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Pilot Program Makes Cincinnati Health Centers 'Safe Places' For Addicts

Bill Rinehart
The Northside Health Center is one of several city facilities that are part of the "Safe Places Cincy" project.

In the wake of the opioid crisis, a pilot program in Cincinnati is designed to fill another gap in addiction treatment. In the Safe Places Cincy project, anyone seeking help for addiction can ask for help at a city health center and get a ride to one of three treatment programs.

Council Member Amy Murray says there is space at treatment facilities, and the pilot project is a way to connect people to them.

"If you're suffering from addiction and you're on the street in Downtown Cincinnati and you say 'today's the day. I want to go off of it today,' what do you do? Where do you go? There are some resources but we wanted to give another point of entry." Murray says the program could be expanded to include other organizations, but during the pilot project, it's just the city's health centers.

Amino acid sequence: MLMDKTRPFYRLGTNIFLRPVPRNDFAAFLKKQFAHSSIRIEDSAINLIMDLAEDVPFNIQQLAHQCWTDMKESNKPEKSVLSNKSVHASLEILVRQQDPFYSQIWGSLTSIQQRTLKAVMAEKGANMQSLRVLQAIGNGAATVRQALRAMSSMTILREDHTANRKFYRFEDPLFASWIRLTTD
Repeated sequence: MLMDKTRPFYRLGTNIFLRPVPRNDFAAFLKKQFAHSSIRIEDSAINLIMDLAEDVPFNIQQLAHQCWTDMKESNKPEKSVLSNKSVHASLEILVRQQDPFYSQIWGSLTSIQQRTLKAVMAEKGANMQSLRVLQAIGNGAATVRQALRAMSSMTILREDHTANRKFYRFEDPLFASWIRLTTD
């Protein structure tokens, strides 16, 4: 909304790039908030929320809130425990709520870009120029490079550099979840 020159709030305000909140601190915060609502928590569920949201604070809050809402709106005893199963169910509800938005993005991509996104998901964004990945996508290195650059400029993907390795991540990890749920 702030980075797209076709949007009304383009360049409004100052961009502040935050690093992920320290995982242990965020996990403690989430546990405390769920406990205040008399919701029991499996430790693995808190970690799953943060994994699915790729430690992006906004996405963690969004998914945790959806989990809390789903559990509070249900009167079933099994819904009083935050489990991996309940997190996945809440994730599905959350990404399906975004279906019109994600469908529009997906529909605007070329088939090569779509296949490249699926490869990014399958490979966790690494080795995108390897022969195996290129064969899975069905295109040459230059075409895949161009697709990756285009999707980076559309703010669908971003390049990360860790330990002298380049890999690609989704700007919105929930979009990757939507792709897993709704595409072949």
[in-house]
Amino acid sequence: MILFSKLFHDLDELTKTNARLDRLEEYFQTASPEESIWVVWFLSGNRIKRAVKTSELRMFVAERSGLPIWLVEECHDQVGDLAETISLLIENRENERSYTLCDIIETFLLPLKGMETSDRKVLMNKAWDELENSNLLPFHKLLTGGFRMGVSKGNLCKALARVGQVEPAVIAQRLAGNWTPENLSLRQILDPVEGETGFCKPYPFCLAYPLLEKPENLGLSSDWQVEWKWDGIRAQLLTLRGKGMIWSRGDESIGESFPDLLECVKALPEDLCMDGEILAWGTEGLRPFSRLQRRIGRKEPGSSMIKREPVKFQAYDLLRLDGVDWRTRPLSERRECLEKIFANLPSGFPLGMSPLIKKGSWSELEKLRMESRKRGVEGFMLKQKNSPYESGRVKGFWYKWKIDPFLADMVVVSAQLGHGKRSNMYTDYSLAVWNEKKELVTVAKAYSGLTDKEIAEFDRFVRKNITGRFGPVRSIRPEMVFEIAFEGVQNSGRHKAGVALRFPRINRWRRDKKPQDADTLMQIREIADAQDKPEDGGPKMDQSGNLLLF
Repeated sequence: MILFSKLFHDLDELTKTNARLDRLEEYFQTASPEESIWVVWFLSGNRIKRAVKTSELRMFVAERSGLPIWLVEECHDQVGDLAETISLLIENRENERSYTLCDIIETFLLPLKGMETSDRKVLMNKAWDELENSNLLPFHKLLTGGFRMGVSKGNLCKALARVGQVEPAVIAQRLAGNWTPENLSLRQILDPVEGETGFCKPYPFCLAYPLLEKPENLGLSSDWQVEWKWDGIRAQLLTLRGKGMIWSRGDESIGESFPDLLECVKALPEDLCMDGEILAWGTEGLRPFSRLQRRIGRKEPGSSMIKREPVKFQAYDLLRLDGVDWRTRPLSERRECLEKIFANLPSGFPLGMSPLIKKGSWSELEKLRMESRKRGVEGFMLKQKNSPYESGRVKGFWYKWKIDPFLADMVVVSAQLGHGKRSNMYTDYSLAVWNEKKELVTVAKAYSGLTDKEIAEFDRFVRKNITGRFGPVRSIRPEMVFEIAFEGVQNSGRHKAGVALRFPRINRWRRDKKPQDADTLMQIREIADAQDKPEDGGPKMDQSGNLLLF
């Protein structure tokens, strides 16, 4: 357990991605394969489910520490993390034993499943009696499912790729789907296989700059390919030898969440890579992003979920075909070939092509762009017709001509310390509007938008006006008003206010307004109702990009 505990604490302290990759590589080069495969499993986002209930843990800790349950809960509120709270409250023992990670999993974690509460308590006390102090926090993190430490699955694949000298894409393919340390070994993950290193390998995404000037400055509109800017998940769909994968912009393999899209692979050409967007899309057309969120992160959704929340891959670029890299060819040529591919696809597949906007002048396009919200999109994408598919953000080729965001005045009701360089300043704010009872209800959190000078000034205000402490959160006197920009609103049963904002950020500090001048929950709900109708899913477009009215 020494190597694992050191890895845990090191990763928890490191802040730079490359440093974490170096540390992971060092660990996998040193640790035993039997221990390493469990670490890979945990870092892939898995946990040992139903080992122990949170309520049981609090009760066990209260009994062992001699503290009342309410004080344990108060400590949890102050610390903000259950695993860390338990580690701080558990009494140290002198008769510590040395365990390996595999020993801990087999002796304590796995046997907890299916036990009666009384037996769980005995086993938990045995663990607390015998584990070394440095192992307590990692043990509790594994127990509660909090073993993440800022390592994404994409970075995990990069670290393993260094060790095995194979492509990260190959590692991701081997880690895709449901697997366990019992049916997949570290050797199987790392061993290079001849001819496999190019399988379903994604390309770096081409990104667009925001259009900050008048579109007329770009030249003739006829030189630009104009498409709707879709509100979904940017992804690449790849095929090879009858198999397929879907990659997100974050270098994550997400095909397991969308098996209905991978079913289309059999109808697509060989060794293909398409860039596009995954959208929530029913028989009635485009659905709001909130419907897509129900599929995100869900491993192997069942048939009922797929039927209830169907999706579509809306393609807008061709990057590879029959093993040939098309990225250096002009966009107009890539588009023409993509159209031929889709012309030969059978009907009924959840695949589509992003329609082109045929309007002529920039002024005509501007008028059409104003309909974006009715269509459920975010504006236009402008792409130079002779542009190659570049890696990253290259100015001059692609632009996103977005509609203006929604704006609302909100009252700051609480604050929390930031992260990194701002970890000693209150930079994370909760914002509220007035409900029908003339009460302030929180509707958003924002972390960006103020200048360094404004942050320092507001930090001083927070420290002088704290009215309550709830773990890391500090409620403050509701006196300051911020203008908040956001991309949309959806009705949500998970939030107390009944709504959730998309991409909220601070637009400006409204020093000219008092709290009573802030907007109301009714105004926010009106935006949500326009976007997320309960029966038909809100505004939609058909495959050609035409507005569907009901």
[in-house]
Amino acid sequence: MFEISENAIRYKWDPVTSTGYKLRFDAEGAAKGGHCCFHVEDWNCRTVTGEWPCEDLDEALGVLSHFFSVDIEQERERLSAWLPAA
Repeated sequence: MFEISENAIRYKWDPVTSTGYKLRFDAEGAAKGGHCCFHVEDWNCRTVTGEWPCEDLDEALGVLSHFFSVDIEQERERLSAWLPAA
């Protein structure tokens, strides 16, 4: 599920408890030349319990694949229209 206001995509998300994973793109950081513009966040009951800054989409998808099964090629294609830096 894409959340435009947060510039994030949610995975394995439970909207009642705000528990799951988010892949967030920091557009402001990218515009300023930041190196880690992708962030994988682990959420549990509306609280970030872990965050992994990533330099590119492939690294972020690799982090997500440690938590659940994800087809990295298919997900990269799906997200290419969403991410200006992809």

Director of Community Health Jennifer Mooney says the staff has been trained on the special needs of someone who's addicted. "We are compassionate, and we understand that people are very vulnerable. It takes a lot for someone to walk in and actually ask for help. There are a lot of different situations going on in that individual's life so we have to be compassionate. That's the first step."

Mooney says it's for anyone with substance addiction, not just for people addicted to opioids.

Health Commissioner Melba Moore says it's a way to build on existing assistance. "We're about increasing access for substance abuse disorder and getting people the treatment they deserve."

Interact for Health put up the money to pay for transportation from health centers to treatment facilities.